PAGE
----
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Trail > New Mountain Bike Trail – The Hives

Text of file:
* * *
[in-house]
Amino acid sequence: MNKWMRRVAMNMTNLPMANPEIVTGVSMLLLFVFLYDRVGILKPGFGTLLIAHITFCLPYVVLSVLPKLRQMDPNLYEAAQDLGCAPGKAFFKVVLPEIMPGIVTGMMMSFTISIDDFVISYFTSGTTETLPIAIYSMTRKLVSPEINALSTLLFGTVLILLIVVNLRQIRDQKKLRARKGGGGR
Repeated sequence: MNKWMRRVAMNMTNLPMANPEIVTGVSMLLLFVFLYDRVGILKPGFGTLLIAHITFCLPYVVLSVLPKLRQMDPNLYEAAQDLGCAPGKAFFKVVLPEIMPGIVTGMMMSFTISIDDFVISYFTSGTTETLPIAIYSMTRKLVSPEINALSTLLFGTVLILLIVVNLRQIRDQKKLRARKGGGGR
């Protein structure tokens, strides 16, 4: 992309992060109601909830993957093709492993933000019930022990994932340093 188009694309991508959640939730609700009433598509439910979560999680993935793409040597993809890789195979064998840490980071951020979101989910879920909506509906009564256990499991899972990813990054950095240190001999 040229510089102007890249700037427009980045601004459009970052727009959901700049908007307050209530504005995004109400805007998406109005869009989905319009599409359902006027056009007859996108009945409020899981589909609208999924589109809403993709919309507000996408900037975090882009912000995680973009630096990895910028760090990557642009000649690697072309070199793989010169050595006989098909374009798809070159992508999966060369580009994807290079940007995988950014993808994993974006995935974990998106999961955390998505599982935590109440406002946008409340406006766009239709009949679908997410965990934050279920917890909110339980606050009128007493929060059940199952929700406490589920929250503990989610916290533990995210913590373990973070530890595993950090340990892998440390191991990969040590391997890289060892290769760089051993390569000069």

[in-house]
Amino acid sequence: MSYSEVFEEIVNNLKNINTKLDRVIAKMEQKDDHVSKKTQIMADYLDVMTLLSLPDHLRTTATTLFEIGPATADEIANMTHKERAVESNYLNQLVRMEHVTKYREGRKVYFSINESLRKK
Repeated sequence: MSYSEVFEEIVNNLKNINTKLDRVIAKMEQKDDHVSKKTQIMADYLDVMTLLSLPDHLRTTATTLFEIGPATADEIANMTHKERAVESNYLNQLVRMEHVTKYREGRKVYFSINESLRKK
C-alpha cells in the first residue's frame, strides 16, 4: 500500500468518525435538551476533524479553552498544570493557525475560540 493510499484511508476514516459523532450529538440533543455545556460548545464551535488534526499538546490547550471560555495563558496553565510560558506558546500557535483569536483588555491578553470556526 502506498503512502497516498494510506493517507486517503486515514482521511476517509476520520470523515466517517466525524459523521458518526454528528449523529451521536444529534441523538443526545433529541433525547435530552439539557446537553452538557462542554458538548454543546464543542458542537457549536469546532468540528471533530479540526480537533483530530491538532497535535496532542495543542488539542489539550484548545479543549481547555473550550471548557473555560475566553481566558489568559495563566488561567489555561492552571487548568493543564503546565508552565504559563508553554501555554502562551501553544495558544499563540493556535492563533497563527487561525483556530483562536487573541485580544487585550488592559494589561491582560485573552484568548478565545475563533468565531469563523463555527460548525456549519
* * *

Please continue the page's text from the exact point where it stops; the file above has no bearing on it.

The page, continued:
Last October I checked out a new descent which was very overgrown but looked like it was be an awesome technical challenge once it had been cleared. I christened it “The Hives” because it ends at a set of bee hives in the middle of nowhere.  I had pointed it out to Carlos and over Christmas he had done some of the clearing, so this weekend we had a go at it.  It totally exceeded my expectations and has shot straight to the top of my ‘favourite trails’ list! It’s very, very hard so I guess I won’t be taking a lot of guests there, unless they fancy a real switchback challenge! We didn’t count but there must be over 30 switchbacks. Starting close to the road at the top of a local mountain, (I’m being deliberately vague because it’s definitely a trail for us only!), we opted to ride a couple of short loops to get warmed up before dropping into The Hives. The trail starts really mellow with some gentle singletrack through the trees, all loam and tree roots, but it soon ups the tempo with some tricky contour singletrack with lots of rocks and roots to keep you on your toes. There is a fence to cross which provides a natural rest point and we were both buzzing by the time we got here; Carlos’s night out in San Sebastian the night before and early morning start now forgotten! The trail really kicks in after the fence line, throwing switchback after switchback at the bike. The first couple of sets are tough but we both got them first time, the next set though was a lot trickier, with a slippy rock right hand switchback which required total commitment. Carlos slid the bike round it like he’d been doing it all his life but I stuttered and put a foot down. I got it the second time. Stopping for photos gave us a good excuse to push our bikes back up the mountain and do these ten or so switchbacks a few times. . The next switchback was as hard as anything I’ve ever ridden in Verbier or the south of Spain (although it didn’t have a death fall like some in Verbier which removes some of the adrenaline!) and was a sharp left hander over a big rocky step. Sound bad enough? Well it was worse because as the bike rolled over the step there was a deep groove ready to catch the tyre and throw you over. The only line was to let the front tyre run wide and then drop it into the trail with the back tyre running over the rocky step. The consequences for failure were a large amount of air time which would probably be followed by a painful return to earth! Carlos had a weeks boarding holiday to the Pyrenees starting the next day so decided not to make an attempt but with no such excuse I went for it. I cleared it but the bike only just rolled over the step, hitting the bash guard hard and bottoming the front fork out. For me, this was what mountain biking is all about. Another fence crossing before the last few hundred meters drop. The switchbacks here weren’t as sharp and were losser and less defined allowing us to build a bit of speed, sliding and surfing the bike down the mountain. This was probably the most fun part of the day for me. We soon dropped into some dense forest and we were threading the bike through leaves and committing to switchbacks that wound through tight tunnels in the foliage meaning the exit was completely obscured! Fantastic. Just as we reached the Hives the switchbacks became very defined and tight and I had to put a foot down for the second time that day, I dabbed a bit and got round and as I was accelerating towards the end of the trail I heard Carlos’s whoop, indicating he had succeeded where I had failed!

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